5 things leaders can do to reduce the mental health risks in your team

Greg Muller, the Co-Founder of The United Project was chatting with a friend recently and she opened up to him about a challenging workplace experience and the resultant psychological and physiological impacts it had on her.

During the second half of 2020, Sarah* started working for a manager who was new to the company. Within a couple of months, she found herself in a performance improvement process, her regional MD was creating distance and the contracted external HR representative was unable to provide support. Sarah's positive stress quickly moved to negative stress.

Sarah persisted, knowing her performance had been tracking well beyond her KPIs and that she could rely on her supportive peers and the comfort of great customer relationships.

However, within 4 weeks Sarah had a mental health breakdown and developed a serious physiological response that required urgent medical treatment.

Her new manager still pushed to get deadlines hit.

She felt lost, exposed, bullied and helpless.

In this case, the manager seemed to lack the appropriate care, empathy and emotional intelligence that you should expect in this situation. His communication approach, lack of follow through and genuine support was enough to push a mature, experienced woman to near breaking point.

Over 80% of all suicides around the world take place in the working population (commonly defined as 15-64 years of age)1. In Australia, more than half of workers (55.1%) report that no action is being taken in their workplace to address mental health and in 2020, mental health concerns are the most common reason for lower productivity, affecting 3 in 5 workers2. An April 2018 article in the peer reviewed Journal of Occupational and Environmental Medicine, found that about 86 of employees reported improved work performance and lower rates of absenteeism after receiving treatment for depression3.

Sadly, Sarah is not alone. This story happens all too often.

If you are a leader in your industry or a team, what can you do to minimise the mental health risks for team members? Here are five useful tips:

1. Be open, real and genuine

Ask your team what behaviour should be stopped and behaviours that could be practiced more often, by those in management and leadership positions. By listening to what others are saying, then reflecting and acting, their voices will feel validated and demonstrate to them that they are important. This is a crucial ingredient to building a trusted and safe work environment.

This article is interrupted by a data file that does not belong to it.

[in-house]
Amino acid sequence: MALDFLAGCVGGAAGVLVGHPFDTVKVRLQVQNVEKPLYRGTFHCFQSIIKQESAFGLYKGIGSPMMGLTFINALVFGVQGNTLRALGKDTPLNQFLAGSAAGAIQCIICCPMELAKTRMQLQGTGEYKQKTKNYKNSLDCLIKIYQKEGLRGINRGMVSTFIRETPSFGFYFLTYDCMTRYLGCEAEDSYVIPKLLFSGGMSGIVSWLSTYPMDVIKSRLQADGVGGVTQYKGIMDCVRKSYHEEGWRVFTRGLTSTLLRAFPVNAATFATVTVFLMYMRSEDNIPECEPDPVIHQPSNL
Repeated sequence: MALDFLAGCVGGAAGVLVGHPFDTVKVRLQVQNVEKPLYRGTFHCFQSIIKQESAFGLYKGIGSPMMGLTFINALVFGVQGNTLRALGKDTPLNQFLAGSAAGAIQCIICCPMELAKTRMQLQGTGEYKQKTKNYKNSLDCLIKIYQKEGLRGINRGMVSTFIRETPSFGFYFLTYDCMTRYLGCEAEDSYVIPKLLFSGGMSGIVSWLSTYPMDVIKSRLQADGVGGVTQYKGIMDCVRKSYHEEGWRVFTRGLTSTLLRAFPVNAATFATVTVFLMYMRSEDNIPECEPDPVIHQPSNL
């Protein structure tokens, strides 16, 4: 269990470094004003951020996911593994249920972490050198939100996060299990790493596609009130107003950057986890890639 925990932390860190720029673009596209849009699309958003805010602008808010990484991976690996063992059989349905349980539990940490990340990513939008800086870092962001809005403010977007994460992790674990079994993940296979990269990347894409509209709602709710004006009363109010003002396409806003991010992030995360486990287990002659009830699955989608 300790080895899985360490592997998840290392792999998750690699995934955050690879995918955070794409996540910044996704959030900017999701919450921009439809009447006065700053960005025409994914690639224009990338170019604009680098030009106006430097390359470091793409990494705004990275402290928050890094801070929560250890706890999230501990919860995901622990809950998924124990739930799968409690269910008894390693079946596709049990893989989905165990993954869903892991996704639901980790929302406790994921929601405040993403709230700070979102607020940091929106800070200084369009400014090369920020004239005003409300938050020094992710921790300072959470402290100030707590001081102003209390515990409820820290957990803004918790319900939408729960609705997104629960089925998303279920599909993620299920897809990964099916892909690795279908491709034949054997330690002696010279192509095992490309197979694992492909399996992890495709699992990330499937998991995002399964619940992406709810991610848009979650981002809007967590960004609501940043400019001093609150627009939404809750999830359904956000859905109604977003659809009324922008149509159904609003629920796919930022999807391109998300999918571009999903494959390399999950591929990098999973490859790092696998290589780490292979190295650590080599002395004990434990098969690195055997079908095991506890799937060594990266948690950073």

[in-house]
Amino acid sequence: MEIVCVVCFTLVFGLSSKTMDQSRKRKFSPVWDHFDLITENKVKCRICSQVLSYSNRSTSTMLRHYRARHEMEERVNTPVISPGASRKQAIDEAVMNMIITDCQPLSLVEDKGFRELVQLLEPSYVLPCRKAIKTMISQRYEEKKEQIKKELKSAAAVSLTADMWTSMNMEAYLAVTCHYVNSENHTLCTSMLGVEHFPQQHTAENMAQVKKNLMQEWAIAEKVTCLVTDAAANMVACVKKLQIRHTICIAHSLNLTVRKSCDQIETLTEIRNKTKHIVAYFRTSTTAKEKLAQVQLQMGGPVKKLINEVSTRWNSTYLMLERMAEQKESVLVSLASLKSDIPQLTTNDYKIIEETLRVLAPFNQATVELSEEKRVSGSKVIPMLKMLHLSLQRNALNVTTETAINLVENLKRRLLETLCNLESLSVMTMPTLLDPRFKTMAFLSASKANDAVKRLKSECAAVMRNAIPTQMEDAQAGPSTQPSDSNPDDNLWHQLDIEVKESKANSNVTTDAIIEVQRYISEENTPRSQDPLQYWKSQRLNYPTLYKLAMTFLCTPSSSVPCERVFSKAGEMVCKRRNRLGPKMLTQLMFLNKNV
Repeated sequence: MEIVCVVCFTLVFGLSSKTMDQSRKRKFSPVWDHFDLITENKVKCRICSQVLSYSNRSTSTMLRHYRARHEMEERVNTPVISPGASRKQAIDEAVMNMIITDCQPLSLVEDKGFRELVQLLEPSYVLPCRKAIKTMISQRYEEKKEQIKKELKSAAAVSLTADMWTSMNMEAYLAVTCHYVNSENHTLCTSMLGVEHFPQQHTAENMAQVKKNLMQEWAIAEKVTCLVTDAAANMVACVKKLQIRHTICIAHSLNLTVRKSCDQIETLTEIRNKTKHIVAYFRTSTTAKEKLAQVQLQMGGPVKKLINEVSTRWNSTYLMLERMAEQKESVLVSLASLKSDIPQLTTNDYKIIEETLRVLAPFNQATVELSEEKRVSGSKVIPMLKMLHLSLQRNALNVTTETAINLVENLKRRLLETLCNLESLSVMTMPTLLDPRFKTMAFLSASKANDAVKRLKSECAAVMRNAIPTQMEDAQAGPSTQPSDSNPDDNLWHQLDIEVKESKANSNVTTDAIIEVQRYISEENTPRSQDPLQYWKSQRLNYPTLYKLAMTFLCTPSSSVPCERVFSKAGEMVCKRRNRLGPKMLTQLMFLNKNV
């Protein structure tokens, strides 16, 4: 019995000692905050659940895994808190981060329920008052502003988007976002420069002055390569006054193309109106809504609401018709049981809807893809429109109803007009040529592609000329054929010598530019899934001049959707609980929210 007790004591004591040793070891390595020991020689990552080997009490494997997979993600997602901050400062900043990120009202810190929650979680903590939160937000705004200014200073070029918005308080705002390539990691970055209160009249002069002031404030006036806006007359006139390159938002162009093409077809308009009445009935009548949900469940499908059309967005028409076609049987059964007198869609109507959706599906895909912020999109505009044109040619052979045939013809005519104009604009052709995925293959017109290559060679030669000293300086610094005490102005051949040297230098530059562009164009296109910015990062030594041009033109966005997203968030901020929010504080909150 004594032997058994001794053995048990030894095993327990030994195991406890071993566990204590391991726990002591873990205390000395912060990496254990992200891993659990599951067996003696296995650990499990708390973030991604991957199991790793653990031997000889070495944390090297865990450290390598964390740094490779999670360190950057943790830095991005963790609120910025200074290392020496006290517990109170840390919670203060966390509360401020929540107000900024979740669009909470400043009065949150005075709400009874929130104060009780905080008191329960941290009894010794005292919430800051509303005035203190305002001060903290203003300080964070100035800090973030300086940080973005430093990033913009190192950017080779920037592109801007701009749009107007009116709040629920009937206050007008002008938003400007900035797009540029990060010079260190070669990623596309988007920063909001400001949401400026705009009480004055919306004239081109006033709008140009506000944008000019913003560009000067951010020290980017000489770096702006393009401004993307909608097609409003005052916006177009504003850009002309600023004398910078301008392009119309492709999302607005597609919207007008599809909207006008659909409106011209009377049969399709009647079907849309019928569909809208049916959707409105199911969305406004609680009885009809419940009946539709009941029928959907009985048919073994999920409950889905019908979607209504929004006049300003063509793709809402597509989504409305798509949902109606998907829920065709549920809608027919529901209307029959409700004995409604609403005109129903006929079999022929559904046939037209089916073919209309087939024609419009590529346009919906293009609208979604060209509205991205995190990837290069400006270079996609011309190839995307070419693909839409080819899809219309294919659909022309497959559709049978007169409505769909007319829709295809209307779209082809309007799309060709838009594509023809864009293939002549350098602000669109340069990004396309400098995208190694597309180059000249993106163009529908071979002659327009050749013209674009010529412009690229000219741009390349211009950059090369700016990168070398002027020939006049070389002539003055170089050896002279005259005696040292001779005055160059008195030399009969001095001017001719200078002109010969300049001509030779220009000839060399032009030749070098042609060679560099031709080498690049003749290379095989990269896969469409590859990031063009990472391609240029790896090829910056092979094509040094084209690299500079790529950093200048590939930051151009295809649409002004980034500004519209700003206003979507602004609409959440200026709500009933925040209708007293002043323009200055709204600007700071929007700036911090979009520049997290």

2. Communicate about purpose (often)

Individuals long to be part of something they can connect to. A well-articulated and shared purpose provides meaning to the work teams do. It pushes them forward regardless of the challenges that lie ahead. Remind team members often about the bigger purpose and how they personally contribute to it.

3. Give your time to everyone

Individual self-worth and belonging are tightly correlative. Don’t mistake a team member’s extraversion as a sign they don’t need a discussion about how they’re doing. Over confidence can be a form of protective layer to deeper insecurities and vulnerabilities. People need to feel part of the team and finding time with each one is a great way to demonstrate it.

4. Educate yourself and your team

Can you have a confident and transparent discussion with your team about mental illness? Are you familiar with how your behaviours are impacting other members of your team? Can you spot the mental health risk indicators in others? Education will help to build a community of care in your team and establish a greater sense of safety.

5. Follow through

A core personal value of Greg’s is ‘say what you mean and do what you say’. So when you make a commitment to a team member, make sure you deliver against it. It’s a clear sign that you respect them, while role modelling the behaviour you want to see from them. This helps build trust and further validates the importance of that person and their work. Not to mention it being a great way to build a motivated and connected culture.


The United Project is focused on the early detection of mental health risks at work. Want to build healthier workplace, one team at a time? Check out our Team United Development Program.

 *Name has been changed

  1. SuperFriend, 2020, “Indicators of a Thriving Workplace Study”.
  2. World Health Organization. 2017. "Depression and Other Common Mental Disorders, Global Health Estimates".
  3. Pfeffer, J & Williams, L. December 2020. “Mental Health in the Workplace: The coming revolution.” McKinsey & Co. Page 7.